Canadian town of Asbestos changes its name due to 'harmed tourism'
Canadian town of Asbestos changes its name to Val-des-Sources (Valley of the Springs) after the cancer-causing mineral it famously mined was banned and ‘harmed tourism’
- Canadian town of Asbestos has officially changed its name to Val-des-Sources
- Approximately half of the town’s 6,000 residents (2,796) voted for it last week
- The name is related to the town’s proximity to the source of three lakes
- Asbestos mineral widely used around the world to insulate buildings, before it was discovered that its fibers lead to various lung conditions and cancers
- It was banned in Canada in 2018 but locals struggled with loss of income
- Last November they were invited to take part in a poll to rename the town
- The town known for four seasons hiking, cross-country ski trails, public bathing
- It has two main hotels and restaurants and hosts heritage trail tours
The Canadian town of Asbestos has officially changed its name to Val-des-Sources (Valley of the Springs) after connotations with the cancer-causing mineral resulted in ‘harmed tourism.’
Approximately half of the town’s 6,800 residents (2,796) turned out for a parking lot-based car vote or directly voted at the council offices last week in the municipality, located in southeastern Quebec.
The results were announced Monday evening with the winning name – related to its proximity to the source of three lakes – garnering 51.5 percent of the votes up against five other options; L’Azur-des-Cantons, Jeffrey-sur-le-Lac, Larochelle, Phénix and Trois-Lacs.
Last November, a poll was announced for residents to participate in the rebranding of the town – home to the mineral widely used around the world to insulate buildings, before it was discovered that its fibers lead to various lung conditions and mesothelioma.
The Canadian town of Asbestos has officially changed its name to Val-des-Sources
This photo taken on July 21 2020, shows what’s left of the Jeffrey mine in Asbestos, Quebec. The open-pit mine was first opened in 1849 and was once the largest employer in the region, employing more than 2,000 people
This September the options of Apalone, Jeffrey, Phénix and Trois-Lacs were put forward.
Alapone was suggested by Greenpeace Canada but Facebook user Lyne Dion was among those unimpressed, writing: ‘I wouldn’t be proud to say that I live in a soft turtle city.’
There also concern that Jeffrey could continue the harmful reputation of the town as it’s named after W.H. Jeffrey and the world’s largest asbestos mine which was closed in 2012.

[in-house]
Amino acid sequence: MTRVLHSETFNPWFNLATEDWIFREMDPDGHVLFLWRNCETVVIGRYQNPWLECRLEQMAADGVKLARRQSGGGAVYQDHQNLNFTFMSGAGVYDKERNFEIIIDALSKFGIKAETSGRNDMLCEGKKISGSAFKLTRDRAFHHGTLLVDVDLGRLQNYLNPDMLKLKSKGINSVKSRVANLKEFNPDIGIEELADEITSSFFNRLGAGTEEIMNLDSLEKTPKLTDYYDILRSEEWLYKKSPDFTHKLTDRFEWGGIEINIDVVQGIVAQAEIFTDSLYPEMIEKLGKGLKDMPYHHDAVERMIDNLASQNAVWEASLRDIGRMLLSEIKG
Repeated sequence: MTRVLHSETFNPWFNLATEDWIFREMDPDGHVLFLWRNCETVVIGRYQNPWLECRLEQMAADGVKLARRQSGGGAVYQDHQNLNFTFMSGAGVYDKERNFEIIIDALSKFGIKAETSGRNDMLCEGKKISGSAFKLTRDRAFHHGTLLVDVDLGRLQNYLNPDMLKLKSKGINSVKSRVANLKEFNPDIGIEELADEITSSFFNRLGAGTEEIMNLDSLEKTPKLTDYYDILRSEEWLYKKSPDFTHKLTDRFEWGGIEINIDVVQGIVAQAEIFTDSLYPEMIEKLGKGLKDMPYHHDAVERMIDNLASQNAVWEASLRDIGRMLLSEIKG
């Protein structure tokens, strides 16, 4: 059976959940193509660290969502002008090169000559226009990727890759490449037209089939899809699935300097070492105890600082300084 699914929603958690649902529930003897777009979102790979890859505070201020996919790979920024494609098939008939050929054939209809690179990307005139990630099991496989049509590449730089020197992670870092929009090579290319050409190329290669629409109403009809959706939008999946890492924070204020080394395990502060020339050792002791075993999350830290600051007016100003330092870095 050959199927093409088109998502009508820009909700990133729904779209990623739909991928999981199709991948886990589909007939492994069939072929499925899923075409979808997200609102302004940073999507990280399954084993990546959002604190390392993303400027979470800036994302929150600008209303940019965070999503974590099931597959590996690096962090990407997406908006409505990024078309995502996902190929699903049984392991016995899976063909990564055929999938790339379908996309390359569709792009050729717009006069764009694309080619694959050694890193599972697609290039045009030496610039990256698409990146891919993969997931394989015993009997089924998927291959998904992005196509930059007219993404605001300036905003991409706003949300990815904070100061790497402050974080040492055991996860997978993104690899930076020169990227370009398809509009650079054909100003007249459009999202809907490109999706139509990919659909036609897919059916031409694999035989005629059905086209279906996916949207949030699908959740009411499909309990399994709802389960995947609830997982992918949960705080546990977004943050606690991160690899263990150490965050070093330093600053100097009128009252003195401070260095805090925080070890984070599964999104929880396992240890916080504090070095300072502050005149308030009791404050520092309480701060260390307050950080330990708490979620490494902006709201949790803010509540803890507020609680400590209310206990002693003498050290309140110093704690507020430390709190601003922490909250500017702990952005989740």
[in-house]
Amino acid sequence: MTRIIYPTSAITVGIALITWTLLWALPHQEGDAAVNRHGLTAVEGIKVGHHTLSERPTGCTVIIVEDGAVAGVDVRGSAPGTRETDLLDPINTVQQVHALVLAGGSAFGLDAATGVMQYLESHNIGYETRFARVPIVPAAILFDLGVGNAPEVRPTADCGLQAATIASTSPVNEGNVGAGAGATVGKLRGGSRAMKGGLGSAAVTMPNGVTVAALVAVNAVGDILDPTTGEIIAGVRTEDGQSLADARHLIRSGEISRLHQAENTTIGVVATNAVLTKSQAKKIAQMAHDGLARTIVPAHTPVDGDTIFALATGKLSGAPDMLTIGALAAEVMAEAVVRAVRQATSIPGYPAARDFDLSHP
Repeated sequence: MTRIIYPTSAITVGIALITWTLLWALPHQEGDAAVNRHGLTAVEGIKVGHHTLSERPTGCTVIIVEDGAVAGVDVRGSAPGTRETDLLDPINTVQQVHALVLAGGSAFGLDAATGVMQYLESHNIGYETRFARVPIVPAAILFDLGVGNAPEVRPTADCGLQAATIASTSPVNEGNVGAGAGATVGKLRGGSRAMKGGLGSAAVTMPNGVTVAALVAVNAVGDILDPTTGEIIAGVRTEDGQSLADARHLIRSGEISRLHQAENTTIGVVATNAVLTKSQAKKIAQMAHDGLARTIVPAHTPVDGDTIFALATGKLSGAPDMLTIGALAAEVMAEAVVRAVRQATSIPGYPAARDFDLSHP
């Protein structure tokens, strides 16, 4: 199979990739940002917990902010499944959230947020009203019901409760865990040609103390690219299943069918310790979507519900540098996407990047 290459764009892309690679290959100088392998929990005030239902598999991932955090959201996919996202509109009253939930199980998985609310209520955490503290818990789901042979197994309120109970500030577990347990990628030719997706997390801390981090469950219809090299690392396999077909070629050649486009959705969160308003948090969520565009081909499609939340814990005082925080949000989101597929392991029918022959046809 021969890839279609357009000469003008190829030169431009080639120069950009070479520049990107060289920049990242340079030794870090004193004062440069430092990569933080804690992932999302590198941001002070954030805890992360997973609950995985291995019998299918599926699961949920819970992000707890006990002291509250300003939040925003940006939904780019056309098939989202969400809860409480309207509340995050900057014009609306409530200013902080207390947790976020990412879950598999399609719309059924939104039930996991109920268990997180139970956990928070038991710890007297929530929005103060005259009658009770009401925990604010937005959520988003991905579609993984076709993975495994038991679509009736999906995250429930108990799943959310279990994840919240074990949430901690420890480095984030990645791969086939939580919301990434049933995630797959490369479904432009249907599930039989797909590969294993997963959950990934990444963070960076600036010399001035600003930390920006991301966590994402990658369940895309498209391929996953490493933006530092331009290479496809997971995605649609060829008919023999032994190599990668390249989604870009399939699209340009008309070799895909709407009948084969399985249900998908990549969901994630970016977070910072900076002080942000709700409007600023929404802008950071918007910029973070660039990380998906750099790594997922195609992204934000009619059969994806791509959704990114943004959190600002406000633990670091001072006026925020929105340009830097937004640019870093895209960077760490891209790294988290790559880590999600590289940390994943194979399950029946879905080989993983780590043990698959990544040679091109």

The open-pit mine was first opened in 1849 and was once the largest employer in the region, employing more than 2,000 people.
Canada officially banned asbestos in 2018.
However Mayor Hugues Grimard claimed investors refused to take his business cards during a trip to Ohio and many people were struggling in the aftermath of the closure the mine.
Visitors to Asbestos can explore the heritage on its three trails; English Tea, Fall Colours and Christmas Markets. They look at the unique American and British heritage of the Eastern Townships through its landscapes and local hospitality.
Plus the Townships Trail explores the traces of culture American, Loyalist, Irish and Scottish settlers left in the architecture of the homes, churches, covered bridges, round barns and village centers.
The area is also known for its various relaxing Nordic spas which offer privacy indoors or the option of outdoor views. Outdoorsy people also enjoy the 25-year-old La Route verte bike path (3,291 miles) along the coast plus camping at l’Ouiseau Blu, which has a golf course and lake swimming.
It’s also home to Fromagerie l’Ouiseau Blu restaurant which serves Latin American cheeses.
The Moulin 7 Microbrasserie brew pub that honors the town’s heritage by naming drinks after the area – Mineur (miner).
There are two accommodations; the 2-star Complexe Hotelier Le Williams with 25 rooms and 4-star Centre 03 with 24 rooms.
But after locals expressed disappointment, they changed the name options on October 2 and three rounds of voting took place.
The area is known for its various relaxing Nordic spas which offer privacy indoors or the option of outdoor views
People enjoy the camping sites of l’Ouiseau Blu which has a golf course and lake swimming
It was expected that the name changing process will cost around $100,000.
‘There is really a negative perception around asbestos,’ Mayor Hugues Grimard told CBC.
‘We have lost businesses that don’t want to establish themselves here because of the name.’
According to the town’s website, residents are known for being ‘transparent’ and this personality trait is even represented in its Azalea logo which features heart-shaped petals overlapping each other to portray this.
The various colors of the petals represent the diversity of people, services, activities offered and economic sectors.
Asbestos is said to be oriented towards sustainable development, offering services adapted to the needs of its citizens.
Visitors might be attracted to its four seasons hiking and cross-country ski trails, as well as public bathing areas, various parks, plus events including a gourmet food and mineral festivals.
Approximately half of the town’s 6,800 residents (2,796) turned out for a parking lot-based car vote
The results were announced Monday by Mayor Hugues Grimard with the winning name garnering 51.5 percent of the votes
This October 7, 2011 image shows a piece of extracted serpentine, which contains Chrysotile Asbestos fibers. Quebec once produced half of the world’s asbestos and offered the highest-paying mining jobs in Canada before concern about cancer led to the fire-resistant fiber being banned in more than 50 countries, with the mine finally shutting down in 2012
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